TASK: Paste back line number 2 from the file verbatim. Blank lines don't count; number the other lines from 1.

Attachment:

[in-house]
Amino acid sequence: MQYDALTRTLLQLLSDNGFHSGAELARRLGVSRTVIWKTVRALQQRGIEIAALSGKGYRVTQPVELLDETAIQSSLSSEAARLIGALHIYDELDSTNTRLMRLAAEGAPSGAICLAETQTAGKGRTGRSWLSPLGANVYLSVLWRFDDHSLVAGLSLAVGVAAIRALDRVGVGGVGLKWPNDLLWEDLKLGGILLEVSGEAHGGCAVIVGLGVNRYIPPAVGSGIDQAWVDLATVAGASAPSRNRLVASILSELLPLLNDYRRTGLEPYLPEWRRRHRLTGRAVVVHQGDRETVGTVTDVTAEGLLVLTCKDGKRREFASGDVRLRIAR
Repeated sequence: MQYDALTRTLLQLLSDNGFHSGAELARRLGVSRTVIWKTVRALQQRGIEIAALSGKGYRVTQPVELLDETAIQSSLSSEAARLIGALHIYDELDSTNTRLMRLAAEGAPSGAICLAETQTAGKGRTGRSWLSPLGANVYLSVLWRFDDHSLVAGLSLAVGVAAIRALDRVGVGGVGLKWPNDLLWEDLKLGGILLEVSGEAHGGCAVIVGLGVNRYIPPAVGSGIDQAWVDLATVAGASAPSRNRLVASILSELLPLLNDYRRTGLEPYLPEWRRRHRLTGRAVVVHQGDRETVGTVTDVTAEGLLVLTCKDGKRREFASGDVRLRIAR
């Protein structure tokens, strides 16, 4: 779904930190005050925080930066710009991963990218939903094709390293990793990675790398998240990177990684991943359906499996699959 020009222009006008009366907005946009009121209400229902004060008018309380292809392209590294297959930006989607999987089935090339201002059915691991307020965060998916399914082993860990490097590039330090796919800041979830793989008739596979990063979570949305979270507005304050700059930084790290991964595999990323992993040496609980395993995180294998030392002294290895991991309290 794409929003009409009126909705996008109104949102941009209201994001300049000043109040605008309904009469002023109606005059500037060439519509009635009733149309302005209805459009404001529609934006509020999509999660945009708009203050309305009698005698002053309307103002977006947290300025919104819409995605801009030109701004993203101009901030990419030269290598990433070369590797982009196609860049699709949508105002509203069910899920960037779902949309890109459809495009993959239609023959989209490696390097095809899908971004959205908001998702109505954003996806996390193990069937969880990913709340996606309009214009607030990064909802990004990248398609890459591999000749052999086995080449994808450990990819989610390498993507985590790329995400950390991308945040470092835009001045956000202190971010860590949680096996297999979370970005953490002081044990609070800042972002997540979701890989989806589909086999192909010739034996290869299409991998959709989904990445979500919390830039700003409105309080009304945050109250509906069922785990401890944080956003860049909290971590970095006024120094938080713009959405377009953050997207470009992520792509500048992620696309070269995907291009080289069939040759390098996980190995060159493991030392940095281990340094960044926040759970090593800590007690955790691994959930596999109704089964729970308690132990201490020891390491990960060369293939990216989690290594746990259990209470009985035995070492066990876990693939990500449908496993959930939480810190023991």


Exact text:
Amino acid sequence: MQYDALTRTLLQLLSDNGFHSGAELARRLGVSRTVIWKTVRALQQRGIEIAALSGKGYRVTQPVELLDETAIQSSLSSEAARLIGALHIYDELDSTNTRLMRLAAEGAPSGAICLAETQTAGKGRTGRSWLSPLGANVYLSVLWRFDDHSLVAGLSLAVGVAAIRALDRVGVGGVGLKWPNDLLWEDLKLGGILLEVSGEAHGGCAVIVGLGVNRYIPPAVGSGIDQAWVDLATVAGASAPSRNRLVASILSELLPLLNDYRRTGLEPYLPEWRRRHRLTGRAVVVHQGDRETVGTVTDVTAEGLLVLTCKDGKRREFASGDVRLRIAR